TensorFlow Training with Docker and Kubernetes on OpenPower Servers

This is the first part of a two-part article describing TensorFlow deployment for training using Docker and Kubernetes cluster running on OpenPower servers with NVIDIA Tesla P100 GPUs .

In the second part of the article, we’ll look at inference. A special shout out to my team member Abhishek Dasgupta without whom this article would not have been possible.

What is TensorFlow

TensorFlow is an opensource software for design, build, and training of deep learning models.
You can find more details on TensorFlow in the following link – https://www.tensorflow.org/

A typical end-to-end workflow with TensorFlow looks like this:

tf-workflow

The first step is the training, which can be either on GPU or CPU based systems. The trained model is then made available (exported) to applications via TensorFlow Serving. Exporting a model for inference is like deploying any application and handling application specific nuances like scaling, availability etc. Once the model is made available, any application can make use of the exported model for inference. Inference can also leverage either GPU or CPU based systems.

Both training and inference can be on the same Kubernetes cluster or different clusters. For example the training can be on an on-prem cluster, where as inference using the trained model can happen off-prem for test/dev applications.

Pre-requisites

This section describes the various pre-requisites that are required when planning to deploy TensorFlow with Docker and Kubernetes on OpenPower servers.

 – Kubernetes
At a minimum, you’ll need to use Kubernetes 1.6 version which adds support for multiple GPUs. Kubernetes binaries for Power are available from the project release page. Instructions for setting up Kubernetes on OpenPower servers can be found here.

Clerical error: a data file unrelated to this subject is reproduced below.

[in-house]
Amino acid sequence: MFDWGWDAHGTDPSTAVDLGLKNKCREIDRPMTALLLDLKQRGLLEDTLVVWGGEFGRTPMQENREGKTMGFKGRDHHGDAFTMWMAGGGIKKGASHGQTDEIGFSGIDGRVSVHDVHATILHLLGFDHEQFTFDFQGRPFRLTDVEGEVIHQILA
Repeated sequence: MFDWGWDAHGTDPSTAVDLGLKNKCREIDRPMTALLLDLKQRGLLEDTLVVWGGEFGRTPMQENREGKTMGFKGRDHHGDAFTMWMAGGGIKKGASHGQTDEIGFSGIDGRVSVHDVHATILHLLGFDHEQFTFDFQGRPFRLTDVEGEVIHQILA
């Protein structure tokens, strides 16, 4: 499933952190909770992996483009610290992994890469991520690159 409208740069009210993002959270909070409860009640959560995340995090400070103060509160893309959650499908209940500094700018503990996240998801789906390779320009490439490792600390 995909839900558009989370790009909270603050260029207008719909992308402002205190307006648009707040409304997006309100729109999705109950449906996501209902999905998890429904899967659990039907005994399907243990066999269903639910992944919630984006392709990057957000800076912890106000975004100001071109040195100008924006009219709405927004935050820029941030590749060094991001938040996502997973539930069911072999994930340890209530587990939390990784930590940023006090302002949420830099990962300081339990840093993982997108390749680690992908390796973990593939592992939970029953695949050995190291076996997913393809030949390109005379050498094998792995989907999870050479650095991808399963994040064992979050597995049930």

– NVIDIA software
The  following software stack is used on the OpenPower servers (IBM S822LC for HPC ) in our setup:

  • Ubuntu-16.04
  • CUDA 8.0 toolkit

Refer to the following link for CUDA 8.0 download – https://developer.nvidia.com/cuda-downloads?cm_mc_uid=&cm_mc_sid_50200000=#linux-power8
On Ubuntu 16.04, Cuda 8.0 packages will be available under /usr/local/cuda-8.0/ and /usr/lib/powerpc64le-linux-gnu/ after installation.

  • cuDNN

cuDNN is available for download from the following link –  https://developer.nvidia.com/cudnn
Ensure cuDNN is extracted in /usr/local/cuda-8.0

  • Nvidia 375 (nvidia-375) driver

Download Nvidia driver from the following link – http://www.nvidia.com/download/driverResults.aspx/115753/en-us
nvidia-375 driver is installed on the host on /usr/lib/nvidia-375/

The above mentioned paths will be used in the steps mentioned below. Ensure you use the correct paths for CUDA  toolkit and Nvidia driver based on your specific environment.

Setup Instructions
1. Build Tensorflow

We’ll be using the community TensorFlow code with PowerPC architecture patches on top of it. However, if you plan to try out the instructions using  pre-compiled binaries then you’ll need to use the PowerAI offering. More details available from the following link – https://www.ibm.com/in-en/marketplace/deep-learning-platform